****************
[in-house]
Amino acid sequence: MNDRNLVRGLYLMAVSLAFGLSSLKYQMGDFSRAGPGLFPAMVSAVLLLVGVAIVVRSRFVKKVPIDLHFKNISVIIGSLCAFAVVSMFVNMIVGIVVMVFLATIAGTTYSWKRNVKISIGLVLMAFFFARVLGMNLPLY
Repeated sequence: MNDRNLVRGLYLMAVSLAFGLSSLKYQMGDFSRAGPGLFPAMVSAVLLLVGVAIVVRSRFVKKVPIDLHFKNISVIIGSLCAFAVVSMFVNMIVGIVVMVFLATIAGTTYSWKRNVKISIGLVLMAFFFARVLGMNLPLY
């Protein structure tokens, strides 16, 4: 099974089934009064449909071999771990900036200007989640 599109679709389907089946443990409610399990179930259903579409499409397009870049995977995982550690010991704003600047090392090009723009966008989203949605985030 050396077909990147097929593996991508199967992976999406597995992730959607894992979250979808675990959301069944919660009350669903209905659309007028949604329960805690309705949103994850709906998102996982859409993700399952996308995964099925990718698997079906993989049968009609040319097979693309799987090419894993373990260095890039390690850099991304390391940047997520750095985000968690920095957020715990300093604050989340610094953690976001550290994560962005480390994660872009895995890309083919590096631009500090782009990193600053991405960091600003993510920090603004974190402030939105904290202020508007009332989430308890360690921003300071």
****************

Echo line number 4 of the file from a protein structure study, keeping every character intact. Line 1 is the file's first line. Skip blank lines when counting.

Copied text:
């Protein structure tokens, strides 16, 4: 099974089934009064449909071999771990900036200007989640 599109679709389907089946443990409610399990179930259903579409499409397009870049995977995982550690010991704003600047090392090009723009966008989203949605985030 050396077909990147097929593996991508199967992976999406597995992730959607894992979250979808675990959301069944919660009350669903209905659309007028949604329960805690309705949103994850709906998102996982859409993700399952996308995964099925990718698997079906993989049968009609040319097979693309799987090419894993373990260095890039390690850099991304390391940047997520750095985000968690920095957020715990300093604050989340610094953690976001550290994560962005480390994660872009895995890309083919590096631009500090782009990193600053991405960091600003993510920090603004974190402030939105904290202020508007009332989430308890360690921003300071």